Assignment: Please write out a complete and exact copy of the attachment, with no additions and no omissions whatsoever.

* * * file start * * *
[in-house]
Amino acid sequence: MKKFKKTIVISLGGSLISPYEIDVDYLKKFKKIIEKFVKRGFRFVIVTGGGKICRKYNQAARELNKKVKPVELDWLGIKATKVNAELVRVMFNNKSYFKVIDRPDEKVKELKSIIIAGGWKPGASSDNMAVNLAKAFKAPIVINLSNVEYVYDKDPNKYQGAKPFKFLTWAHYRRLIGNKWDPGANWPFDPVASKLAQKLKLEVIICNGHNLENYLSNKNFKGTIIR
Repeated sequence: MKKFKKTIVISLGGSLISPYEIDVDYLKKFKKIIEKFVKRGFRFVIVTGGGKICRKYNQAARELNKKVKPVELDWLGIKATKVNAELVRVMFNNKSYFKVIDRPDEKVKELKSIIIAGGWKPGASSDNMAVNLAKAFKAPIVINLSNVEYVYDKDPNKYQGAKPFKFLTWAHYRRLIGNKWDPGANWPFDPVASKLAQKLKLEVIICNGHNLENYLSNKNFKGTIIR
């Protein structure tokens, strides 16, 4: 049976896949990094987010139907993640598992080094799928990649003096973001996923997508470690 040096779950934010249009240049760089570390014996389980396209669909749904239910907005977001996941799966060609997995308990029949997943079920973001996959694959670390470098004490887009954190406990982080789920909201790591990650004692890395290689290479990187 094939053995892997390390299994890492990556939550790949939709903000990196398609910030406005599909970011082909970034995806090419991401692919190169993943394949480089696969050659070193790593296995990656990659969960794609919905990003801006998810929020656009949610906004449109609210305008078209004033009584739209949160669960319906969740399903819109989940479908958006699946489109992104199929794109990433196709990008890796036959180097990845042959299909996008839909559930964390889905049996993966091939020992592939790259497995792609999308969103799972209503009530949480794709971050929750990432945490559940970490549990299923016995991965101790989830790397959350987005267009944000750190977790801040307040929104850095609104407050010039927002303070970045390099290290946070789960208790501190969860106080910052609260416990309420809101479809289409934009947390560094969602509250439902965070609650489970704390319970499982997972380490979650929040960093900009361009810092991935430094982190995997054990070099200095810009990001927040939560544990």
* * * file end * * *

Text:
[in-house]
Amino acid sequence: MKKFKKTIVISLGGSLISPYEIDVDYLKKFKKIIEKFVKRGFRFVIVTGGGKICRKYNQAARELNKKVKPVELDWLGIKATKVNAELVRVMFNNKSYFKVIDRPDEKVKELKSIIIAGGWKPGASSDNMAVNLAKAFKAPIVINLSNVEYVYDKDPNKYQGAKPFKFLTWAHYRRLIGNKWDPGANWPFDPVASKLAQKLKLEVIICNGHNLENYLSNKNFKGTIIR
Repeated sequence: MKKFKKTIVISLGGSLISPYEIDVDYLKKFKKIIEKFVKRGFRFVIVTGGGKICRKYNQAARELNKKVKPVELDWLGIKATKVNAELVRVMFNNKSYFKVIDRPDEKVKELKSIIIAGGWKPGASSDNMAVNLAKAFKAPIVINLSNVEYVYDKDPNKYQGAKPFKFLTWAHYRRLIGNKWDPGANWPFDPVASKLAQKLKLEVIICNGHNLENYLSNKNFKGTIIR
């Protein structure tokens, strides 16, 4: 049976896949990094987010139907993640598992080094799928990649003096973001996923997508470690 040096779950934010249009240049760089570390014996389980396209669909749904239910907005977001996941799966060609997995308990029949997943079920973001996959694959670390470098004490887009954190406990982080789920909201790591990650004692890395290689290479990187 094939053995892997390390299994890492990556939550790949939709903000990196398609910030406005599909970011082909970034995806090419991401692919190169993943394949480089696969050659070193790593296995990656990659969960794609919905990003801006998810929020656009949610906004449109609210305008078209004033009584739209949160669960319906969740399903819109989940479908958006699946489109992104199929794109990433196709990008890796036959180097990845042959299909996008839909559930964390889905049996993966091939020992592939790259497995792609999308969103799972209503009530949480794709971050929750990432945490559940970490549990299923016995991965101790989830790397959350987005267009944000750190977790801040307040929104850095609104407050010039927002303070970045390099290290946070789960208790501190969860106080910052609260416990309420809101479809289409934009947390560094969602509250439902965070609650489970704390319970499982997972380490979650929040960093900009361009810092991935430094982190995997054990070099200095810009990001927040939560544990």